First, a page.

Why is God Hidden?

Theologians always talk about the hiddeness of God, how God is there, but yet He seems shy to intervene or show Himself directly to us. But He has given you clues you can follow, some of which are breathtaking. God has given us just enough evidence so that those who want Him can have him. Those who want to reject Him can do that as well. Think about it. It’s the only way a relationship with God could not be forced. If He was here in visible form, ruling with great power, would anybody choose differently? God gives everyone the room to either choose or reject. He’s a hidden God. But yet what the Bible so clearly teaches is that He remains active in his “hiddenness.” He is working a plan in our lives. And His first objective is to woo and win our hearts, to have us stay at His table forever. The problem is not that God hasn’t spoken; it’s that we haven’t listened. We’ve suppressed the truth and yet still he pursues.

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3 Comments

Filed under First Cause, Free Will, God, Hidden God

3 responses to “Why is God Hidden?

  1. >God has given us just enough evidence so that those who want Him can have him. Those who want to reject Him can do that as well. Think about it. It’s the only way a relationship with God could not be forced.

    God could provide 100% proof of his existence, but not any of his other attributes. He could prove he exists and is powerful, but not good. He could prove he is good, powerful, but not all-knowing or all-powerful, requiring people to have faith that he wins in the end. Finally, if man is a wicked as the Bible says he is, then no amount of evidence would be sufficient – evil and irrational man will choose not to believe.

    According to John 9, the Pharisees were given plenty of evidence that a man born blind had been healed. But they allowed their sin and pride to blind them. According to Luke 16, the rich man’s brothers would not be convinced if a man came back from the dead. In Genesis, the ten plagues were not sufficient to convince Pharaoh, partially due to the hardening of his heart, and partially due to God hardening his heart. All of these contradict your argument for too much evidence conflicting with free will.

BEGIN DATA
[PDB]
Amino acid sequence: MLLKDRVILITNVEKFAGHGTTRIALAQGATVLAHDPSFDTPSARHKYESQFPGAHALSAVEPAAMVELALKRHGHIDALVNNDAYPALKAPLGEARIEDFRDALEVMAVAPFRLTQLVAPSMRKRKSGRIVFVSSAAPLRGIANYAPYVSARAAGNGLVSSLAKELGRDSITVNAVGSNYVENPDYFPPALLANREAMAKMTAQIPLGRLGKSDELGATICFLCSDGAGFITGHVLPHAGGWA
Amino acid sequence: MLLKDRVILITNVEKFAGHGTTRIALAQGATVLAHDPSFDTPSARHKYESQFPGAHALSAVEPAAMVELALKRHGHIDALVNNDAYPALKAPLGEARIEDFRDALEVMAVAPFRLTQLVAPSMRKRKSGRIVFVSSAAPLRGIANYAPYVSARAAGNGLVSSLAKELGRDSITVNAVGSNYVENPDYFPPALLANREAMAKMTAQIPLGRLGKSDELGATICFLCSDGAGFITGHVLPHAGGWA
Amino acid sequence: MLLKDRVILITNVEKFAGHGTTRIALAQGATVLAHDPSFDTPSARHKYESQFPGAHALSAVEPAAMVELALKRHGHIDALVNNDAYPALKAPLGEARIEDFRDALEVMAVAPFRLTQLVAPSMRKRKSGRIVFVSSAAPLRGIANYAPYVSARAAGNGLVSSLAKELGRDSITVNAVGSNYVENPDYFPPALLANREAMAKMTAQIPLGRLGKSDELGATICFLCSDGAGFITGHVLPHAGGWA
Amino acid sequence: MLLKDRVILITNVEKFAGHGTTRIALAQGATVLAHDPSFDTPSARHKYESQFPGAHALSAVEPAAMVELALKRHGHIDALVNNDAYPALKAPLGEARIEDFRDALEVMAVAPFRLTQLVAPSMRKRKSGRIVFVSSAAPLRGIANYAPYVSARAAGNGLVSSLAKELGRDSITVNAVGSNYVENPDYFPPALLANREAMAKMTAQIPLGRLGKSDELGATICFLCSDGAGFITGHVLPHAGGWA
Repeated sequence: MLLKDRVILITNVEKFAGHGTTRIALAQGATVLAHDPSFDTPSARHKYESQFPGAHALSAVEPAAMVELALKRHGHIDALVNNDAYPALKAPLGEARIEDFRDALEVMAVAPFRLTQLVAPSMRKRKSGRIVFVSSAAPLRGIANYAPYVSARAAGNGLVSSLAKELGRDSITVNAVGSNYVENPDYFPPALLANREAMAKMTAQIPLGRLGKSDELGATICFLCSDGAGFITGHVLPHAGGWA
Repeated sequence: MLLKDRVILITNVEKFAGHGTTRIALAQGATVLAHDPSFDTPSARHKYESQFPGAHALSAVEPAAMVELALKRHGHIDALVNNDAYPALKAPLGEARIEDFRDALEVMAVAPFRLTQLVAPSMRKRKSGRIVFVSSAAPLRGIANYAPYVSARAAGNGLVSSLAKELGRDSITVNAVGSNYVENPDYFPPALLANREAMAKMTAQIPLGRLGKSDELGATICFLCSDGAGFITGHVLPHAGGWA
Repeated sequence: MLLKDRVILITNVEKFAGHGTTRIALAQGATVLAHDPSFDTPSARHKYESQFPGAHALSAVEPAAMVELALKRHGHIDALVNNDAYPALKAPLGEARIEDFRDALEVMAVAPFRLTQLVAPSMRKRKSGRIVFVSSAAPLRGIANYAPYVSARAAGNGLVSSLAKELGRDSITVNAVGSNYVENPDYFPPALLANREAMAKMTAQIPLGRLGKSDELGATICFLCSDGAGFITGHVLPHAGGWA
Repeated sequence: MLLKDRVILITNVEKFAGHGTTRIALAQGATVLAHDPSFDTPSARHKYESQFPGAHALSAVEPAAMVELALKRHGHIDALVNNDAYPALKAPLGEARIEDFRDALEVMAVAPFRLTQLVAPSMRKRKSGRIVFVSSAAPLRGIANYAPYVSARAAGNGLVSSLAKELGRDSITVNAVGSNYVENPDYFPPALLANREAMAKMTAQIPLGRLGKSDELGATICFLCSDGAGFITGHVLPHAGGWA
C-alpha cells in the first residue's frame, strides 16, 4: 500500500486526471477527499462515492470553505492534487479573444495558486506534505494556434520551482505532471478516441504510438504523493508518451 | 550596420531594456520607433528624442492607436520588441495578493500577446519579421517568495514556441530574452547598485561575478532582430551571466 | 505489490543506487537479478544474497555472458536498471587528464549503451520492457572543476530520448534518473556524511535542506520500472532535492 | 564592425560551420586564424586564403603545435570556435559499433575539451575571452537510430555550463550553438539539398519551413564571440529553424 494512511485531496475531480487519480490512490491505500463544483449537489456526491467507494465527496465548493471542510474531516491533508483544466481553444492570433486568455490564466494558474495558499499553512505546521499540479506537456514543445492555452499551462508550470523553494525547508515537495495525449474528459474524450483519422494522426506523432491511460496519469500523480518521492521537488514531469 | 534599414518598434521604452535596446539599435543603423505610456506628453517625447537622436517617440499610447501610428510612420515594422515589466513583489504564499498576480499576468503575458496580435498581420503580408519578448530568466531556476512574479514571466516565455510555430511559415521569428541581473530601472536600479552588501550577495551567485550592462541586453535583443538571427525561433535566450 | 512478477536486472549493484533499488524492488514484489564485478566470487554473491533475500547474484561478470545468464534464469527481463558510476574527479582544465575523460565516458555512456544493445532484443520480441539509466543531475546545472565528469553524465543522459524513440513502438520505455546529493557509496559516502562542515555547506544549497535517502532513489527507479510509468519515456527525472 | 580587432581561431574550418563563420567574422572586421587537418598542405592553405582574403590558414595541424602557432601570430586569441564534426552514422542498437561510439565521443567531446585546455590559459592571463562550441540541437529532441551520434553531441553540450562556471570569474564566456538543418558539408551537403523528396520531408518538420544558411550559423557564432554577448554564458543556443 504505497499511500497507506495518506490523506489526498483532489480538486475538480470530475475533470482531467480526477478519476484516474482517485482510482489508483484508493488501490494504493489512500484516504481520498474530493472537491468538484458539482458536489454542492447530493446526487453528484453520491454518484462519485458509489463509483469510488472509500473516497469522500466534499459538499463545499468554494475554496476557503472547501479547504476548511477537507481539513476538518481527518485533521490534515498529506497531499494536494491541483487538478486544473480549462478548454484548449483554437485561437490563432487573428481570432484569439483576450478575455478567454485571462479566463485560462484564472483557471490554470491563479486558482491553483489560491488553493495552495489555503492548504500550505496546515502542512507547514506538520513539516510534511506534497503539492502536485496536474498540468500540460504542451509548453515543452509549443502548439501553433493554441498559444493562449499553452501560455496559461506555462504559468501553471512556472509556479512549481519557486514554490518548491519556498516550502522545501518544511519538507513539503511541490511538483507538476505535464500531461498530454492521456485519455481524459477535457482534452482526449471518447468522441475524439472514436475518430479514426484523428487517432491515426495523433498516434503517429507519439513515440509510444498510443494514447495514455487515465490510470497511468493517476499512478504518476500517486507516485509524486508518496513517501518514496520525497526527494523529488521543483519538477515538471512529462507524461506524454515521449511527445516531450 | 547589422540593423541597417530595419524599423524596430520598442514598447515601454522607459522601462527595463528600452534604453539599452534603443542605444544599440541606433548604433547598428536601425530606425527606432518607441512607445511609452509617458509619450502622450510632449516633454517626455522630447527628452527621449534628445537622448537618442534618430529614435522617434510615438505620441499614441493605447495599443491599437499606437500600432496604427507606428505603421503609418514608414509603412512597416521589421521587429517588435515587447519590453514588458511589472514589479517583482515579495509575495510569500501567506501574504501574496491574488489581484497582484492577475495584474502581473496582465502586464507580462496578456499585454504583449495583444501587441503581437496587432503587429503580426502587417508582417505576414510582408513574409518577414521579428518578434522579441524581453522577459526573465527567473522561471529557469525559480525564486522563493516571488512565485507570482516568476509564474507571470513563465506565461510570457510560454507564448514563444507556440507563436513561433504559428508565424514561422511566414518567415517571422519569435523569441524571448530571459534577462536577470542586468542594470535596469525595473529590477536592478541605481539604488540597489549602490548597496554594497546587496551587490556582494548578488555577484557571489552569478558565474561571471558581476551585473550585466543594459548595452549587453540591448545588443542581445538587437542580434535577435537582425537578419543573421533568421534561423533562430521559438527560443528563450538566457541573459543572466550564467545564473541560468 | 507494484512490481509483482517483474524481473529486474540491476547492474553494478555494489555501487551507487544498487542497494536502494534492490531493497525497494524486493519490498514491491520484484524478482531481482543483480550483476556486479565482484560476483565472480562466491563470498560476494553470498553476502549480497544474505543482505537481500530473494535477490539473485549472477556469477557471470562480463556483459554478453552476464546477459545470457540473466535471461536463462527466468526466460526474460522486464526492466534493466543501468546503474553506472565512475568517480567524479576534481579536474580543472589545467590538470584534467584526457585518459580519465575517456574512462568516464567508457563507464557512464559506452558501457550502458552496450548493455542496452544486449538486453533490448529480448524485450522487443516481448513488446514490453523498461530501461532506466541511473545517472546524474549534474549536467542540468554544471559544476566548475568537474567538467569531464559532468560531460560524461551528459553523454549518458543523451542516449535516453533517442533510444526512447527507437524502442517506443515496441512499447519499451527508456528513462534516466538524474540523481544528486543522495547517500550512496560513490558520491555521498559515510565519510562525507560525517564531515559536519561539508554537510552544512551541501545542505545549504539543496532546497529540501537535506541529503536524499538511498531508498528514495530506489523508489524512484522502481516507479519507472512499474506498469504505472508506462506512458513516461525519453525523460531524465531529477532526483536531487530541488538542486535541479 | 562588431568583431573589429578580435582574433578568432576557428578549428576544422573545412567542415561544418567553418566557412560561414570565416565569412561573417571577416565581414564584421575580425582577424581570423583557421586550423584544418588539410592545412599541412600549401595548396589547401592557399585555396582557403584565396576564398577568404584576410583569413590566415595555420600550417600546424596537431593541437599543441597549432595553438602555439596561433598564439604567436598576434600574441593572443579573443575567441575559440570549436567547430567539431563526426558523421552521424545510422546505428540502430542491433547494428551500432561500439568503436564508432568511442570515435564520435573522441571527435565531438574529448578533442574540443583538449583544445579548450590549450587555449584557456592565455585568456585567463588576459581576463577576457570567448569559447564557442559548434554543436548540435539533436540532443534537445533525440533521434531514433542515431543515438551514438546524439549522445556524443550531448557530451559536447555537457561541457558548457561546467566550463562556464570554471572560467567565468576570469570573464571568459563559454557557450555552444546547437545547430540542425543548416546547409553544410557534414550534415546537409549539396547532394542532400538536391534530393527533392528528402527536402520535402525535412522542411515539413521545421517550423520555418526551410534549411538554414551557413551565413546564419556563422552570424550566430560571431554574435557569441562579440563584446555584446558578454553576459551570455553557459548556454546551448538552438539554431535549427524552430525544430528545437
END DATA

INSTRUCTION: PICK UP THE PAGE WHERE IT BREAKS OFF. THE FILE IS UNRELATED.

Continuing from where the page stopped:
>And His first objective is to woo and win our hearts, to have us stay at His table forever.

    To take your (biblical) analogy further, if I’m trying to win a girl, I wouldn’t make my existence in question and only provide a clever little trail of clues slowing leading her to “Yes! I exist!” In fact, no matter how awesome I am, and no matter how much evidence I provide for my awesomeness, she still has a choice.

    Studies have shown that generally speaking, alien abductees lack critical thinking skills. One possible explanation for this is that aliens just target people like that to avoid alerting the planet that our safety is in peril. Your explanation for the hiddenness of God is equally unconvincing. The invisible and the imaginary look very much alike.

  2. I like your biblical skill. And in one sense, God is hidden. I argue as much. But in another sense, he isn’t. He’s spoken. He’s broken into our world. We’re living on a visited planet with evidence of a Someone who created it and sustains it. So in another sense, God has revealed his hand; he’s shown his affection for the world and romances us with Himself.

    Great news…He got the girl! (she’s called the church).

  3. >And in one sense, God is hidden. … But in another sense, he isn’t.

    You can say that God is sometimes hidden and sometimes not hidden. Or that he’s not really completely hidden, as you do elsewhere on your blog.

    But what you can’t do is argue that dramatic revelations would make the relationship forced, while simultaneously believing that God has revealed himself dramatically – especially because the Bible directly says that these dramatic revelations are insufficient to make someone believe.

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